America’s ruling class

They roam the halls of power in Washington like jackals in a feeding frenzy — predators in Gucci loafers and $4,000 suits.

They are the lobbyists, political action committee managers and special interest group hired guns — America’s real ruling class.

They write the checks to secure support from members of Congress and they write the bills that emerge as laws and land on the President’s desk for signature.

The health care vote headed for a Senate vote next week is a document produced by the health care industry lobbyists — the same health care industry that is spending a million dollars a day to exert absolute control over the legislation.

The lobbyists who control the health care debate, along with others representing hundreds of special interests, control Congress, the White House and — through their checkbooks and legislation-writing lawyers — America.

For five years — 1987 through 1992 — I was part of America’s ruling class. As Vice President for Political Programs for the National Association of Realtors, (NAR) a trade association with 880,000 members, I supervised the nation’s largest political action committee.

During that period, NAR’s Government Operations Group employed a staff of 75 in its Washington office. Our lobbying staff included lawyers, former staff members from Congress and political professionals. Our political field operation sent operatives to every state in the country, teaching local Realtors how to organize at the grassroots level and exert influence on elected officials.

At a moment’s notice, we could put just about any money we wanted into a campaign to fight for an issue to benefit the real estate industry.

For example, shortly after I joined the NAR operation, the Senior Vice President and Chief Lobbyist, Steve Driesler, walked into my office to say “we’ve got a problem.”


“One of our lobbyists just spoke to Tom Downey. He says mortgage interest deductability is on the table.”

The ability of a homeowner to deduct mortgage interest on tax returns was — and is — a cornerstone issue for Realtors. Downey, a New York Congressman and member of the House Ways & Means Committee, said the committee would consider repealing that deduction to help balance the federal budget.

“Don’t worry,” I said. “I’ll take care of it.”

That afternoon, we went into the studio with a professional voice-over announcer to cut radio spots. I booked the spots in a saturation campaign on drive-time radio in the districts of every member of the Ways & Means Committee — Republican and Democrat. A couple of days later, people driving and from work in those districts heard a solemn voice say:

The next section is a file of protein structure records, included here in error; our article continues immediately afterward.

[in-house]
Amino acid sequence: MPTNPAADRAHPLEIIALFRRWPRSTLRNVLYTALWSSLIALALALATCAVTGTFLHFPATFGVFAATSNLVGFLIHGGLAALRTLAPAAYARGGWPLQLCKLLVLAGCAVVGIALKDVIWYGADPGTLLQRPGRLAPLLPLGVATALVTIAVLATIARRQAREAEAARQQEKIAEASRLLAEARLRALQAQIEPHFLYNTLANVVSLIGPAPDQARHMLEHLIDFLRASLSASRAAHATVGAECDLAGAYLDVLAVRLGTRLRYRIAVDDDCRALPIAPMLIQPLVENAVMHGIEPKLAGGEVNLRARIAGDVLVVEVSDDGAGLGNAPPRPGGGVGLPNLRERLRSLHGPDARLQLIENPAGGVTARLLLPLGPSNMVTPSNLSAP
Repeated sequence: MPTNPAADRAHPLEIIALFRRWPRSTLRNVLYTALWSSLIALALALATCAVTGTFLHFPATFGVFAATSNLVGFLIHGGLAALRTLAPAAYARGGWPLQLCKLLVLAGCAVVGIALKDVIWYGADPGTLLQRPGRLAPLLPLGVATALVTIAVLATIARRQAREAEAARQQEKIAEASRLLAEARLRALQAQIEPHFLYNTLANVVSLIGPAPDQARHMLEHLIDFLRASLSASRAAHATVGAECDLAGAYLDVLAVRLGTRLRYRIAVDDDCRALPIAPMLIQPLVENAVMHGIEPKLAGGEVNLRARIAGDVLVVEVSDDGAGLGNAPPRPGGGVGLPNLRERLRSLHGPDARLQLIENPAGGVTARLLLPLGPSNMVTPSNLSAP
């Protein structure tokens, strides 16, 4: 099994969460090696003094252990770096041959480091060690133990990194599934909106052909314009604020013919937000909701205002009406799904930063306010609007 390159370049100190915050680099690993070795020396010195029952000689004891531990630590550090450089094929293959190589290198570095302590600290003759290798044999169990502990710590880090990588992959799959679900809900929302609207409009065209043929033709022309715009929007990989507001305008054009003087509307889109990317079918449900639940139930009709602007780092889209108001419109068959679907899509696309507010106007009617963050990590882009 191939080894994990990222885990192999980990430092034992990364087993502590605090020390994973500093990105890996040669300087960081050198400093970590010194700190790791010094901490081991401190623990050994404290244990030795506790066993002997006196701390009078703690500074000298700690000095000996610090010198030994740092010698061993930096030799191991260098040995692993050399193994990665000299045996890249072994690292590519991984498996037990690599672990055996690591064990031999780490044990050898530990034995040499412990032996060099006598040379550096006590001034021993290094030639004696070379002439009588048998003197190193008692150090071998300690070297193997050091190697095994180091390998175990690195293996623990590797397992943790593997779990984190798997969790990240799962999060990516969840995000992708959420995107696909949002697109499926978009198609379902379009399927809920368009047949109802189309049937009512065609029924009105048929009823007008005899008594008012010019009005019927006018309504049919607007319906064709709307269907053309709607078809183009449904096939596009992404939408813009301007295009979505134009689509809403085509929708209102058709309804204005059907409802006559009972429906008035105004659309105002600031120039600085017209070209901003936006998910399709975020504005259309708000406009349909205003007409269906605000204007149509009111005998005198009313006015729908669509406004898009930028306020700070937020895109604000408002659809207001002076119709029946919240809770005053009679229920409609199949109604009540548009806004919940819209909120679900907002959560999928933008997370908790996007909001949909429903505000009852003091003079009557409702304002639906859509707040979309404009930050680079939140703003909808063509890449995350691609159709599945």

Did you know Congress is thinking about taking away one of the reasons you bought your home? That’s right. Congress wants to take away your right to deduct the interest you pay on your home mortgage on your tax return. We — your local Realtors — don’t think that is a good idea and we bet you don’t either. Help us stop this by contacting Congressman (name). Call (phone number) and we’ll put you in touch with him or her immediately.

The phone number we gave them was a call center set up by NAR. When someone called, the operator asked for their zip code and punched it into the computer. That information forwarded the call immediately to the office of their member of Congress.

I booked the campaign for two weeks. Three days into the campaign, Illinois Congressman Dan Rostenkowski, then chairman of the Ways & Means Committee, called Driesler to say: “Call off your dogs. This proposal is dead.”

In public statements, I would argue that protecting mortgage interest deductability was protecting the 55 million homeowners in the country but it was — in fact — a move to protect our members. Studies showed little real benefit to homeowners but those same studies said hyping deductability helped sell homes and that mean commissions for our members.

Scenarios like this play out every day in the halls of power in Washington. The American Medical Association, the Association of Trial Lawyers of America, the unions, the health care industry and others use money and the ability to manipulate public opinion to control members of Congress and craft legislation that helps their special interest even when it means more cost and hardships on ordinary Americans.

I left the Realtors in 1992 during one of the association’s periodic reorganizations. It would take years for me to come to grips with what I had become and to deal with the alcoholism that took over my life during that regrettable period.

But others were ready to take my place and become part of America’s ruling class — a class that today is more powerful than ever and more determine to control our government and our lives while serving their own, narrow, selfish special interests.